joint property

Following the Government’s recently announced relief on Stamp Duty Land Tax, there has been a massive surge of individuals looking to take this opportunity to buy a property. If you’re buying a property that needs a little ‘TLC’ (or perhaps a lot!) and are planning on renovating it, there are some important factors you should consider:

Are you buying the house in your sole name?

Ask yourself whether a friend or unmarried partner may live with you in the property in the future. Even though the legal title to the property is in your sole name, a person living in the property with you may make a claim for a share in it. A Cohabitation Agreement seeks to debar any such claims and protect your property. Further information on Cohabitation Agreements is available here.

Are you buying the house in joint names?

If you’re planning on putting the house in joint names, seriously consider how you wish to hold the property. You can either own a property as joint tenants or tenants in common, and this will dictate what happens to your share in the property on death.

Joint Tenants

If you are joint tenants, the deceased’s share will pass automatically to the surviving owner regardless of any Will.

Tenants in Common

If you are tenants in common, the deceased’s share will pass in accordance with their Will or the rules of intestacy.

What documents do you need?

There are two documents that we advise can be put in place to protect your contributions; either a Declaration of Trust or a Cohabitation Agreement. Whilst we recommend that you put one of these documents in place at the time your property is purchased, it is not too late to put one in place after this.

A Declaration of Trust

It’s important to note that a Declaration of Trust is final. It is absolutely vital that you receive the appropriate advice before purchasing your property.

The transfer document you sign when you purchase a property will contain a box titled ‘declaration of trust’, which confirms whether you wish to hold the property as joint tenants or tenants in common. This document is considered binding and final (unless one of a few exceptional circumstances arise). If you would like yours and your co-owners’ respective shares in the property to vary, for example if you spend £10,000 on a new kitchen, then it is imperative that you seek advice on putting in place the relevant documents to achieve this.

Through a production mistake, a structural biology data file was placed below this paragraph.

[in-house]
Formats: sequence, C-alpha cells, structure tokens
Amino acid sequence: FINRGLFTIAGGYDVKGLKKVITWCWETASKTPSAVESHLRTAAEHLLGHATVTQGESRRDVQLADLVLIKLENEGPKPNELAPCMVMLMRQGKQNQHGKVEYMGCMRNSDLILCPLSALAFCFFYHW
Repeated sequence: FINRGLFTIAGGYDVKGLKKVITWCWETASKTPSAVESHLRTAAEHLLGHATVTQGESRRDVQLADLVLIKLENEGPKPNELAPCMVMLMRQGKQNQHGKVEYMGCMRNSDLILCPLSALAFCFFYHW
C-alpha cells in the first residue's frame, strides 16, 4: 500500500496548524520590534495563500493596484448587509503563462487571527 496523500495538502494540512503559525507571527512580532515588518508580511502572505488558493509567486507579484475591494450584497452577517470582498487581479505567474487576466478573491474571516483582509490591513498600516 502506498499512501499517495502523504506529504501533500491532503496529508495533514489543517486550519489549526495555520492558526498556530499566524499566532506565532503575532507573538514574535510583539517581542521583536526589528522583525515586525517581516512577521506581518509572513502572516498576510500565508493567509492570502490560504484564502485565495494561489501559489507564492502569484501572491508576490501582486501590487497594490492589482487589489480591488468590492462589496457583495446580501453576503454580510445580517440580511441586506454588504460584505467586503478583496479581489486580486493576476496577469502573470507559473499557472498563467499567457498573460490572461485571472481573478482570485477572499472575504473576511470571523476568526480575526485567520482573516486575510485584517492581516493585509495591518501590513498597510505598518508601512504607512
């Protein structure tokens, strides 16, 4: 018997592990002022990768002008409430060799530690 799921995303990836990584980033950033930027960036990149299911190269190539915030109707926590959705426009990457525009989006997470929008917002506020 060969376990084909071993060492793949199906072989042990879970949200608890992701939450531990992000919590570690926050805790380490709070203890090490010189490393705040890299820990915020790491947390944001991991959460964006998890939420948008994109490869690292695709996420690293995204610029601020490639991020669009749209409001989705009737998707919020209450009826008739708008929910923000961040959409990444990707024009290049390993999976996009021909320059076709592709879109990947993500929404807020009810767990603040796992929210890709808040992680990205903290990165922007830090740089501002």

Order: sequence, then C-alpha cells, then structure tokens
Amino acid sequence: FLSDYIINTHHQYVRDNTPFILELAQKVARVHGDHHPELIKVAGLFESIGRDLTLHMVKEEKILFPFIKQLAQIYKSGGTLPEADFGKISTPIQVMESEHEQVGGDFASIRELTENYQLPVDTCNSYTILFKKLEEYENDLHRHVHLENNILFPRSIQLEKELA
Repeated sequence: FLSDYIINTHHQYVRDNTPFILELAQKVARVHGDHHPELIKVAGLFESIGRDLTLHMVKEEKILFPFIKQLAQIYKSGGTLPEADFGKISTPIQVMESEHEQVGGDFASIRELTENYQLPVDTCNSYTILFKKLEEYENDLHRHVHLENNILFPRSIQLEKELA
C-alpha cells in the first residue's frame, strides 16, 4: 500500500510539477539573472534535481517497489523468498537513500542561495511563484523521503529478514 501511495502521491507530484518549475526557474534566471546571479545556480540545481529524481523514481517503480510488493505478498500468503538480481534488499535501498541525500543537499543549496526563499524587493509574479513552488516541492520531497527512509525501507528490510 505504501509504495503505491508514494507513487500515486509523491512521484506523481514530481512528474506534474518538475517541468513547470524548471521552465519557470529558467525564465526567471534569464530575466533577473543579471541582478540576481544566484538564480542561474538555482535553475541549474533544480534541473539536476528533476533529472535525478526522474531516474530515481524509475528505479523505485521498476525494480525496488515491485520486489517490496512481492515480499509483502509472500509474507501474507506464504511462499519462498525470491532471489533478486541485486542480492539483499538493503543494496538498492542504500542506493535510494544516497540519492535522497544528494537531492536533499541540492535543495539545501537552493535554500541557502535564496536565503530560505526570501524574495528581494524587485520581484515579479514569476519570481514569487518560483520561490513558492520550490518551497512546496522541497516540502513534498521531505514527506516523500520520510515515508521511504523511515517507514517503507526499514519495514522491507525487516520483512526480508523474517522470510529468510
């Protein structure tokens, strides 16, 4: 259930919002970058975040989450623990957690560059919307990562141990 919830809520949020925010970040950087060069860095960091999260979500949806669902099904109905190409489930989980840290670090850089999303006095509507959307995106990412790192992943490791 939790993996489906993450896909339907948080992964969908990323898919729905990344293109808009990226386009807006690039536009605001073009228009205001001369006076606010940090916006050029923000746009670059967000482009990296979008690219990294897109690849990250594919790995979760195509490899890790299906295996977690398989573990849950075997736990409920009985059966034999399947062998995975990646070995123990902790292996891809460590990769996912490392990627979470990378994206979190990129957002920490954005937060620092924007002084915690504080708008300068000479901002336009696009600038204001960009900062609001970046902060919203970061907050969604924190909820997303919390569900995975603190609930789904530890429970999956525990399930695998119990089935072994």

Cohabitation Agreement

A Cohabitation Agreement is a document which confirms the rights and responsibilities of each party in respect of the property, finances, savings and other outgoings. It can also deal with arrangements if the relationship ends and seeks to debar the various claims that can be made by each party against the other, the property, or the Estate of the other on death.

We often recommend that a Declaration of Trust is contained within the Cohabitation Agreement to offer as much protection as possible.

You can read more about Cohabitation Agreements here.

What else should you be aware of when renovating a joint property?

#1 – You may not get back the money you invest if you don’t put in place the necessary documents

If you do not put in place a Declaration of Trust or Cohabitation Agreement, you may be essentially ‘gifting away’ some or all of your investment. If you own a property as joint tenants, you spend £100,000 on renovating the property and your co-owner spends nothing; you will each still own 50% of the property.

#2 – Non-financial contributions may still give rise to an interest in the property

You may assume that where a person does not contribute financially to your property, but does make non-financial contributions (such as manual labour), they may still have a claim against it for an interest. If you have a friend or partner assisting you, it is vital that you protect yourself and your property from claims by a third party.

#3 – If your parents are gifting you money to assist, you should ensure their contribution is protected

If you and your co-owner’s relationship breaks down, and you have not put in place a Declaration of Trust or Cohabitation Agreement, you may risk losing all or part of your parents’ gift. There are claims available to parents to seek to recover their contributions, however such claims are extremely costly and may outweigh their financial contribution altogether.